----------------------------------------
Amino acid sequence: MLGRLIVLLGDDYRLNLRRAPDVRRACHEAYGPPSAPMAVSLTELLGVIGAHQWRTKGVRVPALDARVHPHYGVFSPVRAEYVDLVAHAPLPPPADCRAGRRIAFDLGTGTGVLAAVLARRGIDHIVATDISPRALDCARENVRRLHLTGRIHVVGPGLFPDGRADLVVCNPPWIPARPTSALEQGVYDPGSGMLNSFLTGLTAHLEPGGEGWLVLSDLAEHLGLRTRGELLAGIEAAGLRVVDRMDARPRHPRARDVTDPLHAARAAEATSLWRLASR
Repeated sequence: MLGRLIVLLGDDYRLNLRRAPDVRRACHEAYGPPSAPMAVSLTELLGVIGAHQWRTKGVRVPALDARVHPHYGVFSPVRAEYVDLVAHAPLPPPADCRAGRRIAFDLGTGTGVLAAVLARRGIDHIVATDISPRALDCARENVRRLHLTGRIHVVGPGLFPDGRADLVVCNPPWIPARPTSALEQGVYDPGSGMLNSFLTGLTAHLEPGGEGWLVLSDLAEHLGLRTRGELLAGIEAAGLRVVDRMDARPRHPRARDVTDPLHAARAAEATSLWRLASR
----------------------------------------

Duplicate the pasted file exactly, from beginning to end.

Amino acid sequence: MLGRLIVLLGDDYRLNLRRAPDVRRACHEAYGPPSAPMAVSLTELLGVIGAHQWRTKGVRVPALDARVHPHYGVFSPVRAEYVDLVAHAPLPPPADCRAGRRIAFDLGTGTGVLAAVLARRGIDHIVATDISPRALDCARENVRRLHLTGRIHVVGPGLFPDGRADLVVCNPPWIPARPTSALEQGVYDPGSGMLNSFLTGLTAHLEPGGEGWLVLSDLAEHLGLRTRGELLAGIEAAGLRVVDRMDARPRHPRARDVTDPLHAARAAEATSLWRLASR
Repeated sequence: MLGRLIVLLGDDYRLNLRRAPDVRRACHEAYGPPSAPMAVSLTELLGVIGAHQWRTKGVRVPALDARVHPHYGVFSPVRAEYVDLVAHAPLPPPADCRAGRRIAFDLGTGTGVLAAVLARRGIDHIVATDISPRALDCARENVRRLHLTGRIHVVGPGLFPDGRADLVVCNPPWIPARPTSALEQGVYDPGSGMLNSFLTGLTAHLEPGGEGWLVLSDLAEHLGLRTRGELLAGIEAAGLRVVDRMDARPRHPRARDVTDPLHAARAAEATSLWRLASR